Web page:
In the April 24, 2011 issue of Time, an article by Jon Meacham is titled "Is Hell Dead?" The issue's cover asks, "What if there's no Hell?" The article reports on the issues raised by Evangelical pastor Rob Bell's new book Love Wins: A Book About Heaven, Hell, and the Fate of Every Person Who Ever Lived. I have not read the book … yet. Meacham makes it clear that Bell is not denying the existence of Hell outright, but questioning its meaning and, particularly, who it is for and if it is permanent. (Note: The image is © Copyright 2011 Cipone, from Flickr, titled "Souls Rising to Heaven")
This is Easter Sunday, according to the Roman Catholic ecclesiastical calendar, followed by nearly all Protestants also. On a day commemorating such a joyous event, it is pertinent to ask, "Who is salvation for?" and "If heaven is for all, what is gained by receiving Jesus?" As I am musing here, this is not a theological treatise, and I'll quote Bible verses with little or no attribution; those who are interested can find the references at Bible Gateway. I quote the NIV.
Firstly, if Jesus is quoted accurately, and if he meant what He said, He plans to send some to eternal fire: “Then he will say to those on his left, ‘Depart from me, you who are cursed, into the eternal fire prepared for the devil and his angels.’” I have read and heard a number of times that this verse in Matthew 25 shows that Hell is not primarily for humans but for angels (Satan is an angel), and that any humans that wind up there have chosen to follow the devil. But let us back up a little. This is the close of Jesus's discussion of sheep and goats. Here opinions differ. Some think that the sheep accepted Jesus and the goats didn't. However, Jesus makes it clear that the sheep took care of His persecuted followers and the goats did not. Neither the sheep nor the goats are followers of Jesus, but people who act out of common humanity to reduce the suffering of others, or do not. The sheep become citizens of the kingdom of God.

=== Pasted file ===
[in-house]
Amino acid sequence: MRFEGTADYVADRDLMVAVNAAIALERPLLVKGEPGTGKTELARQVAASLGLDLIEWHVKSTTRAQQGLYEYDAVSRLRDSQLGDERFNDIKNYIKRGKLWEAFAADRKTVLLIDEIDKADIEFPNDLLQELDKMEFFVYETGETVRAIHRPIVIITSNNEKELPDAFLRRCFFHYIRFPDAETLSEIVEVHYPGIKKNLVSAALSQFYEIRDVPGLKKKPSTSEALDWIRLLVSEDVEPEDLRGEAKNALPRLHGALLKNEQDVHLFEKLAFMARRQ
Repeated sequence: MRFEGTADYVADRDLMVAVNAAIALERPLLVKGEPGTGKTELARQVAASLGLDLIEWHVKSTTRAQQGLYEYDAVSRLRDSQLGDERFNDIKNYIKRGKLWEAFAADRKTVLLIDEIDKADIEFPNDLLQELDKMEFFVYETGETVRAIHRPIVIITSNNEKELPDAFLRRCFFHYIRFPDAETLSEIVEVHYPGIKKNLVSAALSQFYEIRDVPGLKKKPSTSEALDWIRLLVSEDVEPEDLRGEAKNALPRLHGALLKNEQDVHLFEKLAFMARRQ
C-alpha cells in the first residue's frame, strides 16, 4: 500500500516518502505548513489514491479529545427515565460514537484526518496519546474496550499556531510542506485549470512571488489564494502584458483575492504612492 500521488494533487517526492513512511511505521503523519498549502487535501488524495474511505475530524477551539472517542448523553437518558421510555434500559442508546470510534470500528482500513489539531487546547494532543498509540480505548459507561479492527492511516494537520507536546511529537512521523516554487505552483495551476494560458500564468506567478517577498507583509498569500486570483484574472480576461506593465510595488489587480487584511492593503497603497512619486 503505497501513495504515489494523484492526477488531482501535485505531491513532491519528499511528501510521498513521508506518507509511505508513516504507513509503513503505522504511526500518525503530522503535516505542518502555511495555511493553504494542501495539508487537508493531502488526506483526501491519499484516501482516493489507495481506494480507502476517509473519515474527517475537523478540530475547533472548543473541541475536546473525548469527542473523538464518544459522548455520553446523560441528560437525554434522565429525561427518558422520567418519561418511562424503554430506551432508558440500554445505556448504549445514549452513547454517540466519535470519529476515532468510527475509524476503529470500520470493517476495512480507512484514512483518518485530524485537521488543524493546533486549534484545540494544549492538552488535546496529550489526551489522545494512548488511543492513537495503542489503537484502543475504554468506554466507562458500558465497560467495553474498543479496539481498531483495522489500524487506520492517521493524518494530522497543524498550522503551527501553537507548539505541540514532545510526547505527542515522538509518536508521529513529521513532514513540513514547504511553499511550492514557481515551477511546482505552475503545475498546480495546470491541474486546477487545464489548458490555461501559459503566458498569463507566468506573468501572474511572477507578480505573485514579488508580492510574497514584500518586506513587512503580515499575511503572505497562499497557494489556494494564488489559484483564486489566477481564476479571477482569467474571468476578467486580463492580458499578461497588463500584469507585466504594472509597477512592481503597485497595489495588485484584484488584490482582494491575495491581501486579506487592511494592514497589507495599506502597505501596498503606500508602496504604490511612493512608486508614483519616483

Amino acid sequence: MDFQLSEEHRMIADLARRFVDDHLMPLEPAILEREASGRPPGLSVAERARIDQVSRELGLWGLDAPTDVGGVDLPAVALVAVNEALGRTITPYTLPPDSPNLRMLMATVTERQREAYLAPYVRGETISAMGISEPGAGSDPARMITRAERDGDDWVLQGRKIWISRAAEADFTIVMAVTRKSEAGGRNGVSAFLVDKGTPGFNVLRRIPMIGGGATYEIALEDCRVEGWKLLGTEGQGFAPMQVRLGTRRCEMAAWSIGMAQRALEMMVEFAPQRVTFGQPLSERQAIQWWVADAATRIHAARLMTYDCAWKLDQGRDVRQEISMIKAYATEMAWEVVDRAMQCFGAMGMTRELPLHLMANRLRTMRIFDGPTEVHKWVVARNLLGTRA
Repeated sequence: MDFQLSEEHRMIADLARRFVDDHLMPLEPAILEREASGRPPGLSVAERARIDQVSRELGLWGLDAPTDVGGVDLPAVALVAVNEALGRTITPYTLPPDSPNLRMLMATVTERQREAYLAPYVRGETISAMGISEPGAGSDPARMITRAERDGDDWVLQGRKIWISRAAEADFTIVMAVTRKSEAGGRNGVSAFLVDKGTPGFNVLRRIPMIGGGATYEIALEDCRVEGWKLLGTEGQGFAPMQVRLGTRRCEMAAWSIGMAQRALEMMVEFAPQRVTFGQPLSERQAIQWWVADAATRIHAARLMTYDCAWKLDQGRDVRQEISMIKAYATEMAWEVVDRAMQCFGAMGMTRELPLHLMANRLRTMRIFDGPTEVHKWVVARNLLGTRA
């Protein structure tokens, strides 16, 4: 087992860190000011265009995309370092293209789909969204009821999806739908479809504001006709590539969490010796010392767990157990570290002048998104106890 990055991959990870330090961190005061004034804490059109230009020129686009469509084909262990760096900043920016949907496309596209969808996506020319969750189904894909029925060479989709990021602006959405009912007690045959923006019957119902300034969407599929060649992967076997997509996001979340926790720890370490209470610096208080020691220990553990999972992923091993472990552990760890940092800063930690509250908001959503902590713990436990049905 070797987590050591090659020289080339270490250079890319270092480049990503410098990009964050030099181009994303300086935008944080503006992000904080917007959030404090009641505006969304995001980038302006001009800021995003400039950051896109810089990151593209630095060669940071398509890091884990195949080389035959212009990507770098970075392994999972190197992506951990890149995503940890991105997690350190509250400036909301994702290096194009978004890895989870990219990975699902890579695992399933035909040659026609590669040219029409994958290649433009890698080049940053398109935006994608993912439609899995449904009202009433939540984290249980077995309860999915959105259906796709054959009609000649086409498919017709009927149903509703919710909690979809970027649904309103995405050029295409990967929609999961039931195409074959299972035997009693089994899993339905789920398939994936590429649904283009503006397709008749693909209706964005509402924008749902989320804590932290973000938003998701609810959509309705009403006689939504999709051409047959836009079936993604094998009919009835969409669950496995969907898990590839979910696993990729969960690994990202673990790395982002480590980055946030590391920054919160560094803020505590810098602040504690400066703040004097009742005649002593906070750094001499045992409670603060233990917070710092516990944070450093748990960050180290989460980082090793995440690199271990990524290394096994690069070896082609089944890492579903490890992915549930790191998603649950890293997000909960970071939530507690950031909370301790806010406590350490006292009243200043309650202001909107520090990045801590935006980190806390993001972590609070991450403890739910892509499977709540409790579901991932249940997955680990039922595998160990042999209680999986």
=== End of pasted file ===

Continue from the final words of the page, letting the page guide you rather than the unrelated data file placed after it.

Think a moment. All the followers of Jesus are promised royalty, to be kings with Him. All the Old Testament saved ones, the descendants of Abraham by Isaac, are promised an eternal priesthood. If only these are in the heavenly kingdom, whom do the kings govern, and whom do the priests lead in worship to God? There need to be citizens who are not kings or priests. The sheep are at least one source of citizens, and it is a given that the citizens outnumber their rulers and leaders. Jesus also said, “…if anyone gives even a cup of cold water to one of these little ones who is my disciple, truly I tell you, that person will certainly not lose their reward.”
Secondly, what and where is the eternal kingdom? In at least two places in The Revelation, it is stated that the New Jerusalem, that golden city with gem-adorned walls and pearls for gates, comes down from heaven to the Earth. Passages in the prophetic books speak of a city of God and of the “kings of the Earth” who bring tribute to it. Heaven is temporary. The City of God in Heaven is being prepared to become an earthly dwelling place of God and His people, the center of His government over all the Earth and its citizens.
Thirdly, consider the phrase “child of God.” You were once a child (maybe you still are). When a boy child grows up, he becomes a man; a girl child becomes a woman. Who or what does a God child grow up to be? Jesus is well known as the “only begotten Son,” but he is also called “firstborn of many brothers” in Romans. Many theologies do speak of the deification of believers.
These threads come together to show the following:
- Hell is probably permanent, but its human residents are expected to be few (I don't expect Stalin or Mao will ever get out).
- Citizenship in the kingdom of God (or Kingdom of Heaven) is earned by good works, particularly by caring for persecuted believers. This message is called the Eternal Gospel in The Revelation.
- This kingdom will be on the Earth, not in some off-Earth heaven.
- Those who receive Jesus do gain something special: Deification and Royalty. These can only be received by faith, but training for the faithful exercise of godhood and kingship takes a lifetime.